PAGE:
High-rise fire near Camp Red Cloud raises concerns
November 3, 2006
CAMP RED CLOUD, South Korea — A Yangju high-rise apartment fire Saturday that killed three South Koreans has Area I workers worrying whether they’d be able to get out or be rescued in time if a blaze struck their building.
The fire remained under investigation by Yangju and Uijeongbu fire officials on Wednesday, according to base personnel and South Korean media reports.
Area I Maintenance Division Chief Robert Kriner lives on the 15th floor of a building across from the one that burned at Sunnyvale apartments, about 15 minutes from the Camp Red Cloud back gate.
Kriner said he watched the blaze intensify sometime between 3 a.m. and 4 a.m. He said the first firefighters on the scene couldn’t get control of the seventh-floor fire.
“If I would have found out that Yangju didn’t have the equipment to fight a high-rise fire, I wouldn’t have accepted the apartment,” said Kriner, who has lived in his building with his daughter and wife since March 2005.
As flames and smoke intensified on the seventh floor, a man identified as Cho jumped from the apartment first and died on impact, according to the South Korean Segye Daily News.
Cho’s wife then hesitated a few times before wrapping her 2-month-old daughter up in blankets and tossing her to her father, who was already dead.
The mother then jumped and also died. The child’s 61-year-old grandmother also jumped and remains in a coma at a local hospital, according to news reports.
Gwangjoek fire station, the one closest to the fire, is a part of the Uijeongbu fire district. It is one of eight satellite fire stations that shares a fire rescue team and ladder equipment with larger facilities in Uijeongbu.
By the time the rescue team showed up, the family had already jumped, according to multiple news reports.
Area I community relations director Kil Joon experienced the blaze from the 10th floor of the scorched building, where he lives with his wife and two daughters.
Kil heard about the fire when his wife received a cell phone call around 4 a.m. When he opened the bedroom door, he saw black smoke rising from the seventh floor.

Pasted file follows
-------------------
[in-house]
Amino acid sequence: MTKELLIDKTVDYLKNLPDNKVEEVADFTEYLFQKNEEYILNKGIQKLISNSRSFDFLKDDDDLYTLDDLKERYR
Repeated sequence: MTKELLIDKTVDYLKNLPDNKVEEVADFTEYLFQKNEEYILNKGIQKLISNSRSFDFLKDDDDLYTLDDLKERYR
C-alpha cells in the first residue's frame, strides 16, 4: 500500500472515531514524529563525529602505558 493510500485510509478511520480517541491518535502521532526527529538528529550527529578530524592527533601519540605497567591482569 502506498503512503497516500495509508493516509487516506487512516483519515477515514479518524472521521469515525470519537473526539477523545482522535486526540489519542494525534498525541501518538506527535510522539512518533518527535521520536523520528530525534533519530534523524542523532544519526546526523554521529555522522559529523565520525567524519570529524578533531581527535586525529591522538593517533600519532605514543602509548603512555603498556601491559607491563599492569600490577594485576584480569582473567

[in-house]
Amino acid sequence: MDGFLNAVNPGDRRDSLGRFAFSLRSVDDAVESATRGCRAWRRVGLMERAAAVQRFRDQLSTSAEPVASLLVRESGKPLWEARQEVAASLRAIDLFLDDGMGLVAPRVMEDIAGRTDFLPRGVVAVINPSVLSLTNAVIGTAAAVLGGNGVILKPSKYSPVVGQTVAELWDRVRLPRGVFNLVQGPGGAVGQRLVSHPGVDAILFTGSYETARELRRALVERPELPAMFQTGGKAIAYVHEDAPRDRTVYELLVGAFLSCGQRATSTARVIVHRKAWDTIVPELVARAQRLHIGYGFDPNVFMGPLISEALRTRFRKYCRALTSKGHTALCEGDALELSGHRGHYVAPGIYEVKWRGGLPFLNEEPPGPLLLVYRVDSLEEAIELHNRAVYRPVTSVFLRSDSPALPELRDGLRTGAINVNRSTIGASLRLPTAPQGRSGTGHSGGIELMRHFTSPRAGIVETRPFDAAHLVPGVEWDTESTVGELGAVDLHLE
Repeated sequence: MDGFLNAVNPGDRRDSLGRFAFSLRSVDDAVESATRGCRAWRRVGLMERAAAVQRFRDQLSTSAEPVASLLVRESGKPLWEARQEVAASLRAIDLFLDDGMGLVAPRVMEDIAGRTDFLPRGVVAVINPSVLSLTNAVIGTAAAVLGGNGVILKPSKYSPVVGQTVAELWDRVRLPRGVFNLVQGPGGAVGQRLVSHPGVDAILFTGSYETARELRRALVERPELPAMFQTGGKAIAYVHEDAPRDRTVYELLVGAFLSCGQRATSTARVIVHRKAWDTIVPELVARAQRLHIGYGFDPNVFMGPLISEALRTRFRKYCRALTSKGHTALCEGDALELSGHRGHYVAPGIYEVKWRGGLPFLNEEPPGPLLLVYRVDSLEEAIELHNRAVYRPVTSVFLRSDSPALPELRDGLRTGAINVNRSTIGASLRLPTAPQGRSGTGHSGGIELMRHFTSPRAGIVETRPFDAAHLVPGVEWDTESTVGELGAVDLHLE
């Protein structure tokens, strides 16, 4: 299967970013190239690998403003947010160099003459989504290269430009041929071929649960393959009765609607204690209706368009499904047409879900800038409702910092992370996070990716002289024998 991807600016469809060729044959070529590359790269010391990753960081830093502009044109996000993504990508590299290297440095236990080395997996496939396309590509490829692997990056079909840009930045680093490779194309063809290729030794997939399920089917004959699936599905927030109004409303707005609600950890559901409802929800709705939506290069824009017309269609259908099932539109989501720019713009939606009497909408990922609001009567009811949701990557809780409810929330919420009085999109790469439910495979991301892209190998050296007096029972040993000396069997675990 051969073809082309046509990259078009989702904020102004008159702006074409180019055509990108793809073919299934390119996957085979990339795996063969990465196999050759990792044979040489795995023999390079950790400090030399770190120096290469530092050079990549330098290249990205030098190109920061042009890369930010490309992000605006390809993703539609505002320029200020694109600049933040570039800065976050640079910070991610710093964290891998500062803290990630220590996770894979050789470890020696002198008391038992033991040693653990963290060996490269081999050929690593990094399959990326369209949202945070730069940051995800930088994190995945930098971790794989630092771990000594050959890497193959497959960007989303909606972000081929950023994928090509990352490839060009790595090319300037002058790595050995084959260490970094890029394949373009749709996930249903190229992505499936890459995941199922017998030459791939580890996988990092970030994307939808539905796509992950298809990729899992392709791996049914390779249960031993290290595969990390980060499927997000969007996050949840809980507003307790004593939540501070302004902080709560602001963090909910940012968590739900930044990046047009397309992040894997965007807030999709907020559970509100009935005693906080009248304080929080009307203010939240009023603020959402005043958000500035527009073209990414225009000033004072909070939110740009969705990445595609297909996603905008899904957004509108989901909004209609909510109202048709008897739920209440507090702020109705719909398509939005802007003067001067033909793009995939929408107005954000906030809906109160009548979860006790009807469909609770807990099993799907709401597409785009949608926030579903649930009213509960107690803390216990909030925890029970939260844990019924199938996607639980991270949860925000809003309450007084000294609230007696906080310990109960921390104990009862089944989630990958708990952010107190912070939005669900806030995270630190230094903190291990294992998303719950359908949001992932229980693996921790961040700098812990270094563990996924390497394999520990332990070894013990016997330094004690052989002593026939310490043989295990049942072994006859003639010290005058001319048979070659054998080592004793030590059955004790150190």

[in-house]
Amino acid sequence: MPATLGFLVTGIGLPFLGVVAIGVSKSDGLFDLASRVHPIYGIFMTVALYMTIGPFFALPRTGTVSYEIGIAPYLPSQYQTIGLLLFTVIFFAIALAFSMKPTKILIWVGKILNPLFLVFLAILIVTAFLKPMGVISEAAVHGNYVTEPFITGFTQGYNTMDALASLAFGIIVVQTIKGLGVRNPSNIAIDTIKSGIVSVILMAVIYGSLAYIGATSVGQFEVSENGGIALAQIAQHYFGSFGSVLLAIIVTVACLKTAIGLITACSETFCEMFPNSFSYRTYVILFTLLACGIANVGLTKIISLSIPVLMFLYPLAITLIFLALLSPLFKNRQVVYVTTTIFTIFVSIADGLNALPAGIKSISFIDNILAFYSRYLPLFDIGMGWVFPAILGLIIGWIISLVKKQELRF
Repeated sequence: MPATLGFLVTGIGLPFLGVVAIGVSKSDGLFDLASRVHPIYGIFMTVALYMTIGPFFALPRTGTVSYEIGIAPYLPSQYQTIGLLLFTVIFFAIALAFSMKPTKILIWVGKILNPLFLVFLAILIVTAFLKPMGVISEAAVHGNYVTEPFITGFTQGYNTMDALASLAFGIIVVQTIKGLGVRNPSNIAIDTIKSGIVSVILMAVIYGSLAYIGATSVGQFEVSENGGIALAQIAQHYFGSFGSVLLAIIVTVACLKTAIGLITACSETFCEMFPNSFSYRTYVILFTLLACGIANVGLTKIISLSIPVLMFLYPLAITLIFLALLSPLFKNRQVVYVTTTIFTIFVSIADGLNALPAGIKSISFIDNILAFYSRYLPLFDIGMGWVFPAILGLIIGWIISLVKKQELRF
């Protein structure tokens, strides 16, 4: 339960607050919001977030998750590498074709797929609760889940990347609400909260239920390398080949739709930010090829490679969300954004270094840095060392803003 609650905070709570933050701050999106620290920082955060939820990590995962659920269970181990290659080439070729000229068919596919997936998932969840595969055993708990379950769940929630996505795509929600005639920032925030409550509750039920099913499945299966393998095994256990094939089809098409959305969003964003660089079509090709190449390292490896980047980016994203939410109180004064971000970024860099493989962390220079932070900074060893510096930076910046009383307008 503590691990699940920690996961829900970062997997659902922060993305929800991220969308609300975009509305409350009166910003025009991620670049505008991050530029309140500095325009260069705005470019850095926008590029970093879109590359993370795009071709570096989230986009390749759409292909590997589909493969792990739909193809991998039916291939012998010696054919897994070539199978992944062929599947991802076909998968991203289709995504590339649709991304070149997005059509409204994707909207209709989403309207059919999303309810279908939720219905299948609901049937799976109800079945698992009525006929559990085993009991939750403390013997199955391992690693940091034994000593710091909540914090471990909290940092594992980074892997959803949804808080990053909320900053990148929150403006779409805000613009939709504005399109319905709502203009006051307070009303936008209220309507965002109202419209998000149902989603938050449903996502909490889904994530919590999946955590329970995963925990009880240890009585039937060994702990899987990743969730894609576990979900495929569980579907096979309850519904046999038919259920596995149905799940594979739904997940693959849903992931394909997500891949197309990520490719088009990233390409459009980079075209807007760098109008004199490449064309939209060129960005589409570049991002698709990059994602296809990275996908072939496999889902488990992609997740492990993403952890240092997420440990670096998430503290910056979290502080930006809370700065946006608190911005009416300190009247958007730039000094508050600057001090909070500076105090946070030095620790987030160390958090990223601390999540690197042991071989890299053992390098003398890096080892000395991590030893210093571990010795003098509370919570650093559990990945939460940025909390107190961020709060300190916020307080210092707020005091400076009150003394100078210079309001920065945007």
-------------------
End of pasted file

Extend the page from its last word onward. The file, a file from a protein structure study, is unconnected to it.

“Trying to get down through stairs would have been more dangerous,” Kil said.
They shut the door to his daughter’s room and tried to contact firefighters. They waited for an hour before rescuers helped them escape down the stairs, supplying oxygen along the way.
“I hope they prepare more now for safety and fire prevention,” Kil said.
All floors above the seventh floor suffered significant smoke damage during the fire. Floors below the fire sustained extensive damage from the water used to fight the fire, Kriner said after walking through the building.
Kriner currently is awaiting his next assignment. In the meantime, he wonders what would happen should his building across the street go up in flames.
“My daughter has been asking questions now about how we’ll get out if there is a fire,” Kriner said. “Hopefully it doesn’t happen before we leave.”
What to do in case of fire in a high-rise
The Camp Red Cloud Fire Department has a video and other information on fire safety in high-rise buildings available to the public, said Chief John Cook.
The New York City fire Department also recommends following these high-rise fire-safety tips:
If the fire is in your apartment
¶ Get everyone out. Stay low as you go out. Close but don’t lock all doors in the apartment as you leave.
¶ Alert others on the floor by knocking on doors. Activate the fire alarm if there is one.
¶ Go down the nearest stairway, holding the railing.
¶ Call the fire department from a floor below the fire or from a street location.
If the fire is not in your apartment
¶ Stay inside rather than entering smoke-filled hallways, especially if the fire is on a floor below your apartment.
¶ Keep your door closed.
¶ Seal the door with duct tape or wet sheets and towels. Seal ventilators and any other openings where smoke may enter.
¶ Turn off air conditioners.
¶ Fill your bathtub with water. If the front door gets hot, wet it down.
¶ Unless flames or smoke are coming from below, open your windows a few inches at the top or bottom. Don’t break the windows; they may need to be closed later.
¶ Call the fire department with your apartment number and a description of the conditions in your apartment. Firefighters will be directed to your location.
¶ If you feel you are in grave danger, open a window and wave a bed sheet for firefighters to spot you.
— Erik Slavin